A young Pakorn Peetathawatchai lost the passion to pursue a career in the engineering field, but the engineer’s mindset moulded and shaped him as he ascended to the top rung of the career ladder at the Stock Exchange of Thailand (SET).
Despite leading the SET’s digital drive, Mr Pakorn insists he’s an ‘old-fashioned guy’ who writes everything down on paper.
Engineering studies instil systems thinking — constructing hypotheses, testing them, measuring the results — and such an approach can also be applied to finance, Mr Pakorn says, as capital markets have a high degree of uncertainty.
The SET’s function of providing infrastructure for capital markets appealed to the engineer in him.
“I would like to develop infrastructure for the capital market’s workforce and regulators to use in developing new products and business,” he says. “It’s the SET’s crucial task. Without good basic infrastructure, the stock market cannot expand.
“It’s the challenge of how to constantly enlarge our stock market and drive it towards sustainable growth. Creating infrastructure is an engineering principle.”
Mr Pakorn, who took the reins on June 1, has set his sights on turning the SET into a Southeast Asian powerhouse, aiming to raise the bourse’s market capitalisation to equal that of the Singapore Exchange — the largest stock market in the region by market cap — by 2023.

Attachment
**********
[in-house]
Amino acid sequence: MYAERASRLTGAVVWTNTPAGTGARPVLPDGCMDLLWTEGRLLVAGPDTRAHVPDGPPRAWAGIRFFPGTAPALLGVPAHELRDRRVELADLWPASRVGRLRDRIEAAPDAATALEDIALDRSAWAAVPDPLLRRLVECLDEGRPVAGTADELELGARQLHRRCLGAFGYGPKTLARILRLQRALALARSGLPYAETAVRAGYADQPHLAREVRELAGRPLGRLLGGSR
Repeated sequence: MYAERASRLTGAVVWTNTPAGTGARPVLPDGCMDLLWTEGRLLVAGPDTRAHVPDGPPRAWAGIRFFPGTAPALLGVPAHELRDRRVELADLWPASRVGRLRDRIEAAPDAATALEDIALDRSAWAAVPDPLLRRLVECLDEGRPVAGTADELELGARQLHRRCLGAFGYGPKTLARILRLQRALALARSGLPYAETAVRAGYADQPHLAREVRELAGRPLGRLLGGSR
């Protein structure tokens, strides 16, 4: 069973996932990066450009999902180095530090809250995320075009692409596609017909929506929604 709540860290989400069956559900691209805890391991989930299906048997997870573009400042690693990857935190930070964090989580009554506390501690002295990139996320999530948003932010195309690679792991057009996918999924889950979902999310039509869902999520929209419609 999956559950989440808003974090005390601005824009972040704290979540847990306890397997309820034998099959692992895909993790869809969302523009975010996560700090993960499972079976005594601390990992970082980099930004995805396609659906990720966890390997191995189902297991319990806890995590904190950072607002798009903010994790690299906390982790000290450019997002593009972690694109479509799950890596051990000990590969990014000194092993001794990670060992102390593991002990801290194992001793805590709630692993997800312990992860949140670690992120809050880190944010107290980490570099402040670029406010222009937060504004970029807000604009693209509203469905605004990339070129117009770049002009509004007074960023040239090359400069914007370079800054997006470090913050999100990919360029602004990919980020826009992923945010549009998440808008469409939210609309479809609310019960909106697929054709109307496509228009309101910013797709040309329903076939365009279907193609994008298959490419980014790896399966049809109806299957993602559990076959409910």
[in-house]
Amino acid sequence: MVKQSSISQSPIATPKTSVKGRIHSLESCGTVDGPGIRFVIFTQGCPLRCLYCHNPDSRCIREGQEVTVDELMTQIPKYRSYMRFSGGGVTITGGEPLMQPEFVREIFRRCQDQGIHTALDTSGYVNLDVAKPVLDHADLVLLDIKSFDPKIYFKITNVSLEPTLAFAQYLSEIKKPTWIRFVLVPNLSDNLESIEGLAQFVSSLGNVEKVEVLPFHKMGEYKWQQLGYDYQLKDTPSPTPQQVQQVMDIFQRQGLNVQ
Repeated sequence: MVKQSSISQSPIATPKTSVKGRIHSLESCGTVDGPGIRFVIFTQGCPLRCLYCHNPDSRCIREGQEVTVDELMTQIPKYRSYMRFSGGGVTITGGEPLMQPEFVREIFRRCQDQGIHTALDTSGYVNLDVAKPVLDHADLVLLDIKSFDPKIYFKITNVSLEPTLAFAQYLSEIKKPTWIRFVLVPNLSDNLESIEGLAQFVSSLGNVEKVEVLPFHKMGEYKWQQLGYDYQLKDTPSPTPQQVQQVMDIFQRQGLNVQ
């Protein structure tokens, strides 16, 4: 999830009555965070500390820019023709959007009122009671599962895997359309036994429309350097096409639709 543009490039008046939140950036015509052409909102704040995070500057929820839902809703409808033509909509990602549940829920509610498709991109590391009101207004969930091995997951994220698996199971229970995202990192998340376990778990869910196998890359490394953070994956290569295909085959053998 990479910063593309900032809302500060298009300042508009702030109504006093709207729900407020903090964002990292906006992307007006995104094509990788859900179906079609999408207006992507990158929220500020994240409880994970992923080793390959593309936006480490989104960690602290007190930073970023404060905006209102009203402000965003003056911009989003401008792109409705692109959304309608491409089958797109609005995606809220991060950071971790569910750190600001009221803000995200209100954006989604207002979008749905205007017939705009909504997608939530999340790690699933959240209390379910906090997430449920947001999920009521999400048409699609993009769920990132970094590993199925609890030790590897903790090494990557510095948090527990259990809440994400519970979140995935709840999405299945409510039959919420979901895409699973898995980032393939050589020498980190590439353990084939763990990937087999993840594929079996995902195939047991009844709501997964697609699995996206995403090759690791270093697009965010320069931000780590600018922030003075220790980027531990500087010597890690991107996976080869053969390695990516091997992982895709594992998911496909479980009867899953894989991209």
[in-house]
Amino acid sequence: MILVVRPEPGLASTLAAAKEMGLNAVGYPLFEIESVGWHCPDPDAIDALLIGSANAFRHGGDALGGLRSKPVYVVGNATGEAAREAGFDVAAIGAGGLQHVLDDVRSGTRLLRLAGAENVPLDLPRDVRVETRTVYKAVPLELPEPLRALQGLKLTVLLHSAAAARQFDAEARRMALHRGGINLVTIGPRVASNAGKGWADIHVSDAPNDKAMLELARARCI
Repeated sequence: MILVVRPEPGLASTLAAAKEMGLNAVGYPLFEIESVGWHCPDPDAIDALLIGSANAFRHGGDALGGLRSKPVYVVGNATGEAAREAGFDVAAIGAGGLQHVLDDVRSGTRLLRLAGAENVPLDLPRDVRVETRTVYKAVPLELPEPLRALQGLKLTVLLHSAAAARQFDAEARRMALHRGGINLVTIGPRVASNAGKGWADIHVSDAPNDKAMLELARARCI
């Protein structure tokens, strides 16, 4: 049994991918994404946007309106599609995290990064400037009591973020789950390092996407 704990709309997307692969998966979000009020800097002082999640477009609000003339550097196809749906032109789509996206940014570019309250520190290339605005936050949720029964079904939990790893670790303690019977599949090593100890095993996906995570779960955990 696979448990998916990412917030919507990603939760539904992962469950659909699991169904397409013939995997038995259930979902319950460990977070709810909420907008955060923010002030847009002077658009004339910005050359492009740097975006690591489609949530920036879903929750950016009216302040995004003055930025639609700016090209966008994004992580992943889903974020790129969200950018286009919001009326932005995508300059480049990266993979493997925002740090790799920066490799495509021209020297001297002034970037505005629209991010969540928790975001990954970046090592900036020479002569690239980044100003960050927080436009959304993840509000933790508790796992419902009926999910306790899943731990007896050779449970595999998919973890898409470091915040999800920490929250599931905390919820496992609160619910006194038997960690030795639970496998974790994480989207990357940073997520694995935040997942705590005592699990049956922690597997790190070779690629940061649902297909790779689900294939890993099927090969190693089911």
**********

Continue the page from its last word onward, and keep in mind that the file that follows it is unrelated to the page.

Mr Pakorn assumed the helm at the SET on June 1.
The SET’s market cap stands at about US$517 billion, far below the Singapore Exchange’s current level of $800 billion, but the hope is that the SET can knock the Singapore Exchange off its perch by maintaining its growth pace of 250 billion baht each year.
The Thai bourse has been the largest stock market in Southeast Asia in terms of daily average trading value since 2012.
Mr Pakorn’s vision of the SET’s role is not limited to exchange functions; it includes support for industry and the economy as a whole.
“It could be different goals for other stock exchanges,” he says. “We are eyeing not only the exchange, but also the overall picture. We think the SET’s infrastructure can be a boon to economic growth and we can support the Thailand 4.0 economy, startups, those who are seeking fresh funds, financial literacy and comfortable living.”
The 54-year-old executive started working at the SET as chief marketing officer, developing products suited to domestic and foreign investors’ needs and strengthening services offered to securities companies, retail investors, and domestic and global institutional investors.
He was promoted to senior executive vice-president in charge of strategy and finance in January 2013 to replace Veerathai Santiprabhob, a former colleague at Siam Commercial Bank (SCB) who is now governor of the Bank of Thailand. In the role, Mr Pakorn oversaw the SET’s overall strategy and supervised the exchange’s finances.
He says former SET president Charamporn Jotikasthira, another old SCB chum, had approached him to work at the bourse and he accepted the offer, as he regarded the capital market as the only financial area in which he hardly had any knowledge at the time.
Before joining the SET, Mr Pakorn was senior executive vice-president of Mitr Phol Sugar Corp, where he supervised the company’s finances, information technology and risk management. That was preceded by his stint as the head of SCB’s treasury group.